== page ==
~On a related matter, Andrew Sullivan, in the wake of the outrageous Rittenhouse trial, has a big wrap on how "the US MSM just keeps getting it wrong". It is an interesting read, but, I think, far too generous. It might have sufficed a few decades back, when reporters' leftie leanings led to framings of stories that tended to favor their side. But in the case of many of the examples Sullivan quotes - the Covington kid, the Atlanta spa shooting, the Russian "bounties" on US soldiers - anyone who gave a cursory examination to the facts quickly grasped that the media narrative was laughably false.
So these were not good-faith errors - "getting it wrong". At some point, old-school "media bias" smoothly evolved into outright lying for the cause. This reached a new level of brazenness with the Hunter laptop revelations. Any person who has taken the trouble to look at the materials for twenty minutes or so understands that they are genuine, and that Joe Biden, a man who has become enormously wealthy despite half-a-century on a government salary, has troubling and potentially disqualifying relations with foreign business partners about which he should be questioned. I'm putting it at the very minimum here.
So instead the media simply killed the story - and, if ever it came up, declared it to be "Russian disinformation". You cannot dignify this, as Sullivan does, as "getting it wrong". These guys did it deliberately, and will do so again, and again.
~Kate McMillan, queen of the Canadian blogosphere (what remains of it), tracks the Covid stats in her province of Saskatchewan. There's some fairly obvious sleight of hand going on, including the lumping together of the unvaccinated and those who've had their first shot within the last twenty-one days. Nevertheless, as Kate points out, there are now, for those over the age of eleven, more new Covid cases among the double-vaccinated (42) than among the unvaccinated (38).
So the media narrative - "a pandemic of the unvaccinated" - is not true. Yet, if Miss McMillan were to start advancing these points on Twitter, she would quickly find herself shadow-banned, and then banned-banned. One of her commenters notes the following not so subtle shift from the Therapeutic Goods Administration, which regulates vaccines in Australia:
October 21st report:
Review of individual reports and patterns of reporting does not suggest the vaccines played a role in these deaths.
October 28th report:
Our review of individual reports and patterns of reporting does not suggest that the vaccines played a role in the vast majority of these deaths.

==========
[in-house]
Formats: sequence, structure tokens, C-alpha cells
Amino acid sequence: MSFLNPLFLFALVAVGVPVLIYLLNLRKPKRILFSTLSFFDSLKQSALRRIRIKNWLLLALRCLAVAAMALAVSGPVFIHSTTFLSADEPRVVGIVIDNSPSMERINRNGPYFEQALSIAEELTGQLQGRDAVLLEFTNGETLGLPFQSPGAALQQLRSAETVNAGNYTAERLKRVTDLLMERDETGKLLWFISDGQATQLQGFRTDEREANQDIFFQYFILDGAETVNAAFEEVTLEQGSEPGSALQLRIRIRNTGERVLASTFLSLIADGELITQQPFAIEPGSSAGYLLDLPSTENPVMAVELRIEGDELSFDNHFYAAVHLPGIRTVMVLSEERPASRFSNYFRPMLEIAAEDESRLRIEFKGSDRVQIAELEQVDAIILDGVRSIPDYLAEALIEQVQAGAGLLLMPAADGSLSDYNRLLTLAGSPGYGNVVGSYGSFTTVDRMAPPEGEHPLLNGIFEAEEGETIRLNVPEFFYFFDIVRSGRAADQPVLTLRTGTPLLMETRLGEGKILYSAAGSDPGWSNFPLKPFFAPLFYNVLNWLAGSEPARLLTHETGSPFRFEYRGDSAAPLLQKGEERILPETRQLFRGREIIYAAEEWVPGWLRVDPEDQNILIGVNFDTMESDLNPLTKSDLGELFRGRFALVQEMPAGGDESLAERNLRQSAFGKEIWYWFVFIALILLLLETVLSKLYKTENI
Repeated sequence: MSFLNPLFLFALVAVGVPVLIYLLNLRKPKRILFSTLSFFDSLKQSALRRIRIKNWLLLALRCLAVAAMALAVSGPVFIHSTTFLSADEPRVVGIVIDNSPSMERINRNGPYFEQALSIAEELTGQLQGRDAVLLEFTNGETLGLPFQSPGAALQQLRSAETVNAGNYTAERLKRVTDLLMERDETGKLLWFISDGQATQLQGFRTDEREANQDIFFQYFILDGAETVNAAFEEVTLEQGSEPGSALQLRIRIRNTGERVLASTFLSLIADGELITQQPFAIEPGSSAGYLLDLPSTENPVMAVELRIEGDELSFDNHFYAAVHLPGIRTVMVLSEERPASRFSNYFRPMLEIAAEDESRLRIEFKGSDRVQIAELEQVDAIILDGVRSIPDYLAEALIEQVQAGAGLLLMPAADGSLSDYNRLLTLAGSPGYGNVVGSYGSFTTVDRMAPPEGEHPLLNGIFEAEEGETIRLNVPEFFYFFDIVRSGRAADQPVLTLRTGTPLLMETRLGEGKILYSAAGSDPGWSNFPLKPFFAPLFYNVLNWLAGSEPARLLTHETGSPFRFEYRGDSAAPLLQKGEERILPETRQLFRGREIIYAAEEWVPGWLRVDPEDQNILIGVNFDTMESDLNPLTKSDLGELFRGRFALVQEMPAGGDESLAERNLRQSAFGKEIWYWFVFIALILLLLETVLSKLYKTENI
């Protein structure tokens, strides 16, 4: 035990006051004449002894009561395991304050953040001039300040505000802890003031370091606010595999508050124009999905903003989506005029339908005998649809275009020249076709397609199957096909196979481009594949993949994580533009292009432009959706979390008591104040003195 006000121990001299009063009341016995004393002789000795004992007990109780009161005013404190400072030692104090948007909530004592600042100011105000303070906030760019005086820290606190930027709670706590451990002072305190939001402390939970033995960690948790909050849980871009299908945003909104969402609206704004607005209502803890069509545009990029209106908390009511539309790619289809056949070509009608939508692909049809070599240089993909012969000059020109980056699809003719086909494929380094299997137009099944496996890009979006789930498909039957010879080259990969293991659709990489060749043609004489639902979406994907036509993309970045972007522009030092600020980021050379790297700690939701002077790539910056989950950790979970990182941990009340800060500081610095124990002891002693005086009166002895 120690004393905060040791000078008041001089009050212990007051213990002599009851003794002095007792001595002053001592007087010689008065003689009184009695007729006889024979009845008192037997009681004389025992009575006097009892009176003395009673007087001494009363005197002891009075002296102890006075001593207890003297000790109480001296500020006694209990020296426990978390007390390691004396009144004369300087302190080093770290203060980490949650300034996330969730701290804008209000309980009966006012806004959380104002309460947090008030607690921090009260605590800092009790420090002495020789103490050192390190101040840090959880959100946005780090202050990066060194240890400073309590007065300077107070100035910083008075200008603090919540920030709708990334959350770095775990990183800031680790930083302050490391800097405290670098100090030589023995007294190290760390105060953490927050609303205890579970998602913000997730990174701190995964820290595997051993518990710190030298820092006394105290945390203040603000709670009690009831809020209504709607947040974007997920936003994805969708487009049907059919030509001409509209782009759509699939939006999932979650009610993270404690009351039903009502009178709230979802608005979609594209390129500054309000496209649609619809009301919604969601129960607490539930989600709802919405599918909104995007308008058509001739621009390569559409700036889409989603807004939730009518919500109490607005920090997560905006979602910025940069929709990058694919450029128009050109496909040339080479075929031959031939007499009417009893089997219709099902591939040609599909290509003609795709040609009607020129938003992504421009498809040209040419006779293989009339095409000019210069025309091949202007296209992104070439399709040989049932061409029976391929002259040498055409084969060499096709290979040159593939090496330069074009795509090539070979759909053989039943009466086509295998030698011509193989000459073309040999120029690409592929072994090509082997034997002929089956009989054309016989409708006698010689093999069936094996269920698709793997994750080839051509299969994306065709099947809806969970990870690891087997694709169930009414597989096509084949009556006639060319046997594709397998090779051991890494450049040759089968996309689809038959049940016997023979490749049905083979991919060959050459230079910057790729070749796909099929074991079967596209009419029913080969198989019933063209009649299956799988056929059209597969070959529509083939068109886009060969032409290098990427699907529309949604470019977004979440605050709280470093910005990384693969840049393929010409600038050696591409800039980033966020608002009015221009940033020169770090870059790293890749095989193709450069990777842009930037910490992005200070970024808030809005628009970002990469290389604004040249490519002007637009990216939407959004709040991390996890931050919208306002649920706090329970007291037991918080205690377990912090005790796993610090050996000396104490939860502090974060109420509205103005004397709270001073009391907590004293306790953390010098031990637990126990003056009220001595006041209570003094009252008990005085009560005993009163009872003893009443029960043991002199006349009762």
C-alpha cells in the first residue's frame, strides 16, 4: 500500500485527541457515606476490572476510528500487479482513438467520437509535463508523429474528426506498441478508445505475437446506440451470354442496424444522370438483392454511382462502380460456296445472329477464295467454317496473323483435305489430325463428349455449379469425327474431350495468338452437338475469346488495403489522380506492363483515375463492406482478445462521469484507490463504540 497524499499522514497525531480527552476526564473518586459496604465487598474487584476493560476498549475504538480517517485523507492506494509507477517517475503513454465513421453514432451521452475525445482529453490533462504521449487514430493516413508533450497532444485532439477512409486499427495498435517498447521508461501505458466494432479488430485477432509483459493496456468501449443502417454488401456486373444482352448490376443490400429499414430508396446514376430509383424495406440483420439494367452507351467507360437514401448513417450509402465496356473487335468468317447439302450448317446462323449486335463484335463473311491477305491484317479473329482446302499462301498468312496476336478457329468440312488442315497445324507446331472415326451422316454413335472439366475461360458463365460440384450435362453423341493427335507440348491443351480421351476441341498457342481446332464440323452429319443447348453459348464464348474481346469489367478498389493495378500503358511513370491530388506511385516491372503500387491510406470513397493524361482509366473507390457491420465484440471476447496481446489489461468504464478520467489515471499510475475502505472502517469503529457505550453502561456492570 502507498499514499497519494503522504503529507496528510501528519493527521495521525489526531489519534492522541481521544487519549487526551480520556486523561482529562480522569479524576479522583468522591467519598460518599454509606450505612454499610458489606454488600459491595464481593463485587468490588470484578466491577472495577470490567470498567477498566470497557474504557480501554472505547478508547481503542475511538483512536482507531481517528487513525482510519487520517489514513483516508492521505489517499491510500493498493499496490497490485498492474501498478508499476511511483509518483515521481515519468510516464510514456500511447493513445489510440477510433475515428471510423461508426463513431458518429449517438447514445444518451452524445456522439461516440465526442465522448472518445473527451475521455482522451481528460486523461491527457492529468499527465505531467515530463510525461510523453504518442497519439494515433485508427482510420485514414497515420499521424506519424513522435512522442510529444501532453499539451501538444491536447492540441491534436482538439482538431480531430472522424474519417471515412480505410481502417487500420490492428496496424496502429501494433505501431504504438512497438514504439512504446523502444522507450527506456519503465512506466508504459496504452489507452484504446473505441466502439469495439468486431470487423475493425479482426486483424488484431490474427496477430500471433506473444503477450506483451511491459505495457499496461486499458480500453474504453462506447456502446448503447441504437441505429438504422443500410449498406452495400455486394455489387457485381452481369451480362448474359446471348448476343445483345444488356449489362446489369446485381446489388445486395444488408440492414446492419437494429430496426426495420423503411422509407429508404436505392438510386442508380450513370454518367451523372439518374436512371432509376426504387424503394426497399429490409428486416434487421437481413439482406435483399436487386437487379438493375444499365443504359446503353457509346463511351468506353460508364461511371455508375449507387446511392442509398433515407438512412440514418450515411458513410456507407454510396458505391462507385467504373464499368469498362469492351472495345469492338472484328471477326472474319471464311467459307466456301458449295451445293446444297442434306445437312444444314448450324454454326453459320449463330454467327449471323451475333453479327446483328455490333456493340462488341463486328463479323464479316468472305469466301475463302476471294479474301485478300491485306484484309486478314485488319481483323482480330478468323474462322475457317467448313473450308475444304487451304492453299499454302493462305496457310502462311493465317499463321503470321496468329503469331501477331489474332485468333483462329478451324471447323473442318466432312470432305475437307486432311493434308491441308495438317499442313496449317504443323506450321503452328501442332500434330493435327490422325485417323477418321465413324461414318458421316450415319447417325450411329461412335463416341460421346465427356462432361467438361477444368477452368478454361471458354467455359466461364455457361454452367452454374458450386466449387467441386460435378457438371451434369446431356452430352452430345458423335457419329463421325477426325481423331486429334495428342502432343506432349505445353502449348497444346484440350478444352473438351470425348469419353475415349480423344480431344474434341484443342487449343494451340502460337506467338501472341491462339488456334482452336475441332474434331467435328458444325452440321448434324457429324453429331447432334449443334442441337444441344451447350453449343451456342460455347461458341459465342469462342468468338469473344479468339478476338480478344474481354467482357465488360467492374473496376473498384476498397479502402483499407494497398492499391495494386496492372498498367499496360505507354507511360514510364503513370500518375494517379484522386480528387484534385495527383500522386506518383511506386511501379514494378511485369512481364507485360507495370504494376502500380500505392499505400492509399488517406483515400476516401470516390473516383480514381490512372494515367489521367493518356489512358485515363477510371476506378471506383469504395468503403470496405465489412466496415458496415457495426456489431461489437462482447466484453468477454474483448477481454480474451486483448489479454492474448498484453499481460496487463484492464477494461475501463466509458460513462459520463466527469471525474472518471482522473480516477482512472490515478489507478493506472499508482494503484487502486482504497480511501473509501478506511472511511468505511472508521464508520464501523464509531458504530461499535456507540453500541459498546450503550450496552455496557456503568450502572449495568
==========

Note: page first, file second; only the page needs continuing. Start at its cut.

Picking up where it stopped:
Meanwhile, as has been noted in our own comments section, the term "anti-vaxxer" has been redefined from someone who opposes being vaccinated to someone who opposes having to show a vaccine passport in order to go to a restaurant.
I'm not even sure, given those Saskatchewan statistics, that the Covid shot meets the definition of a "vaccine". It behaves more like Viagra - something that temporarily alleviates the situation sufficiently to get you through potentially awkward social situations (casual sex, on the one hand; trying to keep your job, on the other).
~It was a very busy weekend at SteynOnline, beginning with The Mark Steyn Show in its new Friday slot on GB News covering topics from the shame of Rotherham with Kathy Gyngell to the state of America and the world with Conrad Black. For our Saturday movie date, Rick McGinnis offered dream casting: Claudette Colbert and Don Ameche in Midnight. The latest addition to my anthology of video poetry was a bit of Lewis Carroll nonsense that is perhaps not so nonsensical, The Jabberwocky, and our Sunday musical selection was a celebration of the smoking song. Our marquee presentation was the launch of my latest Tale for Our Time - Agatha Christie's first published novel The Mysterious Affair at Styles. Click for Part Six, Part Seven and Part Eight. Part Nine airs tonight.
If you were too busy working on the agenda for COP-27, we hope you'll want to check out one or three of the foregoing as a new week begins.
Tales for Our Time and Steyn's Sunday Poem are special presentations of The Mark Steyn Club. You can find more details about our Club here - and we also have a great gift membership.